VANADIUM
Protean, via its 50% interest in Stonehenge Korea Ltd (SHK) is advancing a unique suite of vanadium/uranium projects in Korea


Daejon (22.8km2) is Protean's flagship asset with further exploration ground held at Miwon (16.6km2) and Gwesan (24.8km2). Daejon is a unique sediment hosted shale/slate bed vanadium project which has the potential to produce high purity vanadium pentoxide (V2O5). Approximately 5% of vanadium mineral occurrences are sediment hosted and 95% are magnetite hosted (as discovered in Western Australia, South Africa etc.)


The project has access to 36,000m of historical untested drill core which was drilled by the Korean Government in the 1970's and early 1980's. The drill core was not systematically assayed for Vanadium. Protean is currently undertaking non-destructive pXRF testing of mineralised sections of the core.

As at September 2018, following completion of Phase 2 p-XRF assay program targeting the 8.3km Daejon mineralisation strike length, current resource estimate:

Combined Mineral Resource Estimate (JORC 2012) of 76 Mt @ 0.3% V2O5 (2,000ppm cut-off) and 110ppm U3O8 defined for a total of 490 Mlbs V2O5 and 18 Mlbs U3O8.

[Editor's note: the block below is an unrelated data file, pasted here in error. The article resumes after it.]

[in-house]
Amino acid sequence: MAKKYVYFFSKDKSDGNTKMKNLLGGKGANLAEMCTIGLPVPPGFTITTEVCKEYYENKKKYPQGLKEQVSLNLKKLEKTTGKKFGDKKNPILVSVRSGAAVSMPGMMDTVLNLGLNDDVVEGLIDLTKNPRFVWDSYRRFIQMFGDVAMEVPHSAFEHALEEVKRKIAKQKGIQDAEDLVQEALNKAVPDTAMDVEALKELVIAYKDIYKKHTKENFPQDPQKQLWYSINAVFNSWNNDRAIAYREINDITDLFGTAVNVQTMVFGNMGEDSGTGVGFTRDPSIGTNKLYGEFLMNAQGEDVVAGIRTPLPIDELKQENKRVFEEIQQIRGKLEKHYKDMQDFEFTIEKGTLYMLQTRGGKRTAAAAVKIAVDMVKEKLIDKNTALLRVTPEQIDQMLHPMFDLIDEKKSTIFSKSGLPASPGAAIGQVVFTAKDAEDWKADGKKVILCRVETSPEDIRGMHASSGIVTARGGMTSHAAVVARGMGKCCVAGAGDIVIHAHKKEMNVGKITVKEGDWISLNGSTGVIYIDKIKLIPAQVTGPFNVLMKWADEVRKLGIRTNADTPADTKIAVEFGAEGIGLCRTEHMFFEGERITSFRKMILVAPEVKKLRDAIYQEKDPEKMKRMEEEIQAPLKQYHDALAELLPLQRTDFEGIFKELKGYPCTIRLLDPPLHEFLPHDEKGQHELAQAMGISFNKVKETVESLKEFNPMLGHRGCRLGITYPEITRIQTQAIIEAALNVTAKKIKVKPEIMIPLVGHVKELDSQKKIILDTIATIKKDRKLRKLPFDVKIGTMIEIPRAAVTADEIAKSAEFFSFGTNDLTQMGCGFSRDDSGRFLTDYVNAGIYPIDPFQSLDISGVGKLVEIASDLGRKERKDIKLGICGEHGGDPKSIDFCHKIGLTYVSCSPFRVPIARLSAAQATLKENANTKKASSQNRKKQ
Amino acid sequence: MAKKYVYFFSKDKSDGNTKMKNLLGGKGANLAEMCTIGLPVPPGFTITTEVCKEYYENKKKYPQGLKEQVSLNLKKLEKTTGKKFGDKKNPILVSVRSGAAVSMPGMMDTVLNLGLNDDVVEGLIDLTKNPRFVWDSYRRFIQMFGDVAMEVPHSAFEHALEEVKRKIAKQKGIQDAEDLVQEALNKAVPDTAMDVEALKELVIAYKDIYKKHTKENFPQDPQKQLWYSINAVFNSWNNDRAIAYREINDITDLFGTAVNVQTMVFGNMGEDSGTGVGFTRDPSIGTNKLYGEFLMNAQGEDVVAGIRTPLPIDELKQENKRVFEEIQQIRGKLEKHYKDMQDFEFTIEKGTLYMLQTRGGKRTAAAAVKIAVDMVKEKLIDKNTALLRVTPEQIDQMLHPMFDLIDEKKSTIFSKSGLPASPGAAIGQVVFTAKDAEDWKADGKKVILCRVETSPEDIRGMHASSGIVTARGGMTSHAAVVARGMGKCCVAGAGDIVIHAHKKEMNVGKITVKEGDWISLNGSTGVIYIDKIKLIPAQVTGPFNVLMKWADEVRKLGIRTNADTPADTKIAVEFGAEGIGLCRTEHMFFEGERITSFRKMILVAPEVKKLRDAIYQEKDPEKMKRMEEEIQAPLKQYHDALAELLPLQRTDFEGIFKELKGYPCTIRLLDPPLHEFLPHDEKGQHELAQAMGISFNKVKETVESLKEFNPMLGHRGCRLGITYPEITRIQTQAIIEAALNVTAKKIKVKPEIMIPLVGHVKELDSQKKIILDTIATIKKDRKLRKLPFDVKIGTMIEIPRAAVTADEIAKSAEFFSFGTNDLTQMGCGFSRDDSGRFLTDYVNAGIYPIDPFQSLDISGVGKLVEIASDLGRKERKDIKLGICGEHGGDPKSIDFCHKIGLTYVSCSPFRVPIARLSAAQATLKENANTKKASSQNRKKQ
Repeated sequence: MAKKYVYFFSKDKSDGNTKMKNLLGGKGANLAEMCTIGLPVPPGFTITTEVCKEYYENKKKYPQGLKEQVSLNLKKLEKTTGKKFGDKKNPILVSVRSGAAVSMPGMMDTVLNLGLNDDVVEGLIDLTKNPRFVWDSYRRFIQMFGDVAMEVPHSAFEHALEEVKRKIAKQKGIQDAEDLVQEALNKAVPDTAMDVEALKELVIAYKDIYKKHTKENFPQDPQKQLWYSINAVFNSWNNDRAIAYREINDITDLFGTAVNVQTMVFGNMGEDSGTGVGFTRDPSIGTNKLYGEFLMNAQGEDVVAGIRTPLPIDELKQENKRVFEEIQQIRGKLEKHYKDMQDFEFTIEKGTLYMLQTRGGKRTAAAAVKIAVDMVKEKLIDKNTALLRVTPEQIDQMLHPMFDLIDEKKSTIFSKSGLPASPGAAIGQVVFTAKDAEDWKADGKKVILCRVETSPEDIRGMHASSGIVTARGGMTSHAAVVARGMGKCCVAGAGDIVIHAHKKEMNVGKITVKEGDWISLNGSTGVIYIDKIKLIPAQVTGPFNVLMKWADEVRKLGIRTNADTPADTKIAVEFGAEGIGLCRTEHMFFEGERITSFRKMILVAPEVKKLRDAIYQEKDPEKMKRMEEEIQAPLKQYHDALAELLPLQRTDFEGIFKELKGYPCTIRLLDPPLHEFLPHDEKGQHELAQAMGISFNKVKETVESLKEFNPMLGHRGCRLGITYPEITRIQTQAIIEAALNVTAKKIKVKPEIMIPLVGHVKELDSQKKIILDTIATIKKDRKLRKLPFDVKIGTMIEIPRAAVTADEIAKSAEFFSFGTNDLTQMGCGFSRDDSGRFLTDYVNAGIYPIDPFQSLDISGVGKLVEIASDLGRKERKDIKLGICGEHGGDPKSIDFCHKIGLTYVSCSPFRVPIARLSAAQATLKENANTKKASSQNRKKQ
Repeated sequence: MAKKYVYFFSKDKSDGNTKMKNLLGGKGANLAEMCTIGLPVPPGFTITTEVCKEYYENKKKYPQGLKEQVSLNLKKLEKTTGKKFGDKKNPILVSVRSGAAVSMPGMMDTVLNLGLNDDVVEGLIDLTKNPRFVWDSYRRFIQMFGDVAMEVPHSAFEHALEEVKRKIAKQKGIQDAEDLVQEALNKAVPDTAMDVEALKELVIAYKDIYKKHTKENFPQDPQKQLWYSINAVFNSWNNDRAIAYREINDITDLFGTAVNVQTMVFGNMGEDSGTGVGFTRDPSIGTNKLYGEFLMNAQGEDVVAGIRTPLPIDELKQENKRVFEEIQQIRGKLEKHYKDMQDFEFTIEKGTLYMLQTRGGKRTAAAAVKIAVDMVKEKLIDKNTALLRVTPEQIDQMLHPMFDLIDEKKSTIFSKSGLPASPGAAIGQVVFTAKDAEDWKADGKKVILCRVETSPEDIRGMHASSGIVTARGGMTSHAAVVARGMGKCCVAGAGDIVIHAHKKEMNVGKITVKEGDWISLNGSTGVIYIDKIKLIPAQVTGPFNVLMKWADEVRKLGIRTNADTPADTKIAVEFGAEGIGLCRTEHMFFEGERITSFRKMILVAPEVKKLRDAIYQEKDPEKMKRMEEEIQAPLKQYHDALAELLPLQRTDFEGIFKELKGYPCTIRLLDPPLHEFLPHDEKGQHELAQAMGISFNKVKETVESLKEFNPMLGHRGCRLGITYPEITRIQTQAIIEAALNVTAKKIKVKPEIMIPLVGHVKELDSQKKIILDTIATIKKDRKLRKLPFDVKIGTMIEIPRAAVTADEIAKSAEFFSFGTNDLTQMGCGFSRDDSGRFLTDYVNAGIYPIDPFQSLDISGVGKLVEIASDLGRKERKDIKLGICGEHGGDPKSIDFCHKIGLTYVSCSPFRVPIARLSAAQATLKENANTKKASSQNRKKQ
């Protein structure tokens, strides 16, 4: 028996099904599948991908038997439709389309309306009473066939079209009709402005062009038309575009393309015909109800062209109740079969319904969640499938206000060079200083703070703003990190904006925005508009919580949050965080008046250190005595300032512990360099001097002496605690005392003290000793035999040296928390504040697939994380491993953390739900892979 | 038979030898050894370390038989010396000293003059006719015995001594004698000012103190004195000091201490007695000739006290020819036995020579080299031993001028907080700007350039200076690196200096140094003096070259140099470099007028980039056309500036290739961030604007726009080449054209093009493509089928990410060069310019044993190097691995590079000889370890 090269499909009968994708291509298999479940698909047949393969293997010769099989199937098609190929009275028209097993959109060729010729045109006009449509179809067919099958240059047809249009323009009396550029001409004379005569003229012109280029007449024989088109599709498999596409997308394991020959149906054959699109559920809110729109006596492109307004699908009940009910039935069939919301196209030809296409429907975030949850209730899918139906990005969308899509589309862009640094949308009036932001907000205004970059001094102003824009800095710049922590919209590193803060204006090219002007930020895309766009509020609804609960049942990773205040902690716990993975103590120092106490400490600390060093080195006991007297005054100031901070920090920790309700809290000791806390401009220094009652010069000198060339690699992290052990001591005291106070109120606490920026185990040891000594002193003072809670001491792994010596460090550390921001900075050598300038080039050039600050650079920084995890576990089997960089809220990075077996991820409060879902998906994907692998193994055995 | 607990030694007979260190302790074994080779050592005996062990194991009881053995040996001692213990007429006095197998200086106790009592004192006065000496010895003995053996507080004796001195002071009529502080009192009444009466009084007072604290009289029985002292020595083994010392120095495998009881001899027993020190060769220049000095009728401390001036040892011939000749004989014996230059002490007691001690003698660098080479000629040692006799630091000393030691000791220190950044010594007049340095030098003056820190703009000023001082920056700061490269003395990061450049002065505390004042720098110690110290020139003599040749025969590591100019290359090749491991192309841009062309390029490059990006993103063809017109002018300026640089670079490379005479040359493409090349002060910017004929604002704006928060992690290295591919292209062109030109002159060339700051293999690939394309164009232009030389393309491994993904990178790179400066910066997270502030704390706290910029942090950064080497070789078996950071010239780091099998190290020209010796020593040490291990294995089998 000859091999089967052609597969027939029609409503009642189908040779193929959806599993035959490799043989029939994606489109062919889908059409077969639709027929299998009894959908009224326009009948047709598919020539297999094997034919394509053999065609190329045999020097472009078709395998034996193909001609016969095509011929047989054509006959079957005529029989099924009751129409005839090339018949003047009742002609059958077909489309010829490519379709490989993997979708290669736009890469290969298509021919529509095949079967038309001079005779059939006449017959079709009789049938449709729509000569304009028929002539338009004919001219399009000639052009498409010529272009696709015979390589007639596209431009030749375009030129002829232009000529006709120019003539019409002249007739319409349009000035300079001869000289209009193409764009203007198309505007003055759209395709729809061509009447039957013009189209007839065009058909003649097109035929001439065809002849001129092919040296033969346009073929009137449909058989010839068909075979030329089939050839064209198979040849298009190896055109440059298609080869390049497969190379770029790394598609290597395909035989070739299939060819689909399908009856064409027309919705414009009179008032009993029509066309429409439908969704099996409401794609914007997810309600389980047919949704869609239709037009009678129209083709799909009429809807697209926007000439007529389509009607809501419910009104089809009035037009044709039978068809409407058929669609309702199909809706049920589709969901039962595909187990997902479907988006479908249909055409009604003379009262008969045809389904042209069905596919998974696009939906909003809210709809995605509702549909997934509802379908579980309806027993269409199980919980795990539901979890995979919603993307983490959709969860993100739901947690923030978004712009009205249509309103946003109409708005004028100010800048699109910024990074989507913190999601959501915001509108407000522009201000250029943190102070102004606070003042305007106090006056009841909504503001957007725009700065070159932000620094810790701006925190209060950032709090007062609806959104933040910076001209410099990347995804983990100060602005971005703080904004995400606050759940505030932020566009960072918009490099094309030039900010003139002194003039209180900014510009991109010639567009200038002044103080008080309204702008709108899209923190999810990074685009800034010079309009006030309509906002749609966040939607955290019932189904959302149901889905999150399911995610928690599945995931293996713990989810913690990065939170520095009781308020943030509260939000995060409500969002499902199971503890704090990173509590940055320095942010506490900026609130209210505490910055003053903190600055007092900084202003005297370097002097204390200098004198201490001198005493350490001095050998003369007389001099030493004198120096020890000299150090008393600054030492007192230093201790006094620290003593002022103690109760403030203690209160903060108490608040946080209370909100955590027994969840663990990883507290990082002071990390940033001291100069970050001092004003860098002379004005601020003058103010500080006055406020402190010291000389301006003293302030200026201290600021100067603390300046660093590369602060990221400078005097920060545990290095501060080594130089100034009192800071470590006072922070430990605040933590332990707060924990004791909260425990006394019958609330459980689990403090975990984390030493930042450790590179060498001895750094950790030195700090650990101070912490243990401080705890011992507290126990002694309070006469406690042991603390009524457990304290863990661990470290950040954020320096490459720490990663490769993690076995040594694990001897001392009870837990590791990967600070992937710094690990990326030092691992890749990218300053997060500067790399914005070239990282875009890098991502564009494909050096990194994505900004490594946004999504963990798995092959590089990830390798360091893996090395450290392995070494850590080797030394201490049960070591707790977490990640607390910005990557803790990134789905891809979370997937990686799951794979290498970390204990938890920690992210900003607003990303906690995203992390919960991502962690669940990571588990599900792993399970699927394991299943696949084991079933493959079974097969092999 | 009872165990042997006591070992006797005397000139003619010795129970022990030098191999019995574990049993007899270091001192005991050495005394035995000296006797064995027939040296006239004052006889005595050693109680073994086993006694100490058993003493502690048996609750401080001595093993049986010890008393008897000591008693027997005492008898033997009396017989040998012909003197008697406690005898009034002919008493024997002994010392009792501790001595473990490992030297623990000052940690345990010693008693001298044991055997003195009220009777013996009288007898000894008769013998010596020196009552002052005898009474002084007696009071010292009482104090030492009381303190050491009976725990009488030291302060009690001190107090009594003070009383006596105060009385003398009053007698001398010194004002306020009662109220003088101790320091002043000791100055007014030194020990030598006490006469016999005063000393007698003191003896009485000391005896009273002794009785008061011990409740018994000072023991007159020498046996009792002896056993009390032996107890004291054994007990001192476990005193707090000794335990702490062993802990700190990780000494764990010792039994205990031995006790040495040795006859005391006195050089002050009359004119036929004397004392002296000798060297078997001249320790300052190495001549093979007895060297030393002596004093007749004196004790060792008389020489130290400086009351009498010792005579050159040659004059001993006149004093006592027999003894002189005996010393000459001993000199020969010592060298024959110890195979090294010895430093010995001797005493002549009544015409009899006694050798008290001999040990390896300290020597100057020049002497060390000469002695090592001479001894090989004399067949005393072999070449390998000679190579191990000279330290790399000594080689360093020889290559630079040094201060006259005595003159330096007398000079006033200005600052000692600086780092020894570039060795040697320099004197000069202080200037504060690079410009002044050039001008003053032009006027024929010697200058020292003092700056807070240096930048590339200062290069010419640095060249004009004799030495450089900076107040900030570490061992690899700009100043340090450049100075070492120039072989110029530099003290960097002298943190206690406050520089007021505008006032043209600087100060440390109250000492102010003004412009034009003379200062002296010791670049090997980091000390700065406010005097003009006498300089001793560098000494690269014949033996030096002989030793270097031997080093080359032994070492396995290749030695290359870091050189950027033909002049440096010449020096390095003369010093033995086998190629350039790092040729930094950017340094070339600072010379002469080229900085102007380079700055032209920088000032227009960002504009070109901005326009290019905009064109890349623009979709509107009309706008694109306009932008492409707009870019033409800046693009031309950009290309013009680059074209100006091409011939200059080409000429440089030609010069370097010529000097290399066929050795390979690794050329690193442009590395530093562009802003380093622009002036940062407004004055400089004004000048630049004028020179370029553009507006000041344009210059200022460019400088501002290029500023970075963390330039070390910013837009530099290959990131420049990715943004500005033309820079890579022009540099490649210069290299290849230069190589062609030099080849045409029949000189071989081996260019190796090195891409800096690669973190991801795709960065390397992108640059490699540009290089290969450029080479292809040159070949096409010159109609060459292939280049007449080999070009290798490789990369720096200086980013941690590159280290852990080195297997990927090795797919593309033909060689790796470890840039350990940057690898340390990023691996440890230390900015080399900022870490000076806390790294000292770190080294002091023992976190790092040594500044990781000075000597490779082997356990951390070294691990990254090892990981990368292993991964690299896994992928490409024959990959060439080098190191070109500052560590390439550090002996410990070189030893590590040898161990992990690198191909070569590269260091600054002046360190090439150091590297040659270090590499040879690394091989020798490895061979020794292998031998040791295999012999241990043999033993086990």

• Indicated Mineral Resource of 3.6 Mt @ 0.3% V2O5 and 142ppm U3O8
  • Inferred Mineral Resource of 72 Mt @ 0.3% V2O5 and 108ppm U3O8

The 2018 vanadium Mineral Resource update correlates well with the 2013 exploration target.

Stone coal vanadium deposits represent approximately 47% of the world vanadium production in 20171 and are the world's primary source for high purity V2O5 electrolyte used in electricity storage applications.

Chinese stone coal deposits are amenable to beneficiation processes including selective flotation and magnetic separation methods, which are successfully being used to achieve an average 300% upgrade2.

Protean is targeting the South Korean domestic vanadium market which totals 17 million pounds per annum via offtake supply agreements through our strategic Korean partner.
The Daejon Vanadium Project
The Daejon Vanadium Project is relatively unique among the majority of Vanadium deposits in the world as it is a sediment hosted deposit. Only around 5% of vanadium occurences are sediment hosted, with the vast majority being magnetite hosted, which is generally more difficult and costly to extract. Being sediment hosted, the Daejon vanadium is potentially well suited to produce high quality vanadium pentoxide (V2O5), which is a key precursor material required to produce the liquid electrolyte that powers a vanadium redox flow battery (VRFB).

The Company previously explored the Daejon vanadium project area for both uranium and vanadium, with this work culminating in the definition of both uranium and vanadium Mineral Resources. In 2012 and 2013, the Company undertook a significant body of work to understand the metallurgy and processing options for the deposit, primarily in pursuit of uranium to supply the Korean nuclear power sector. The encouraging results were outlined in a presentation to the Australian Uranium and Rare Earths Conference released to the ASX in July 2013.
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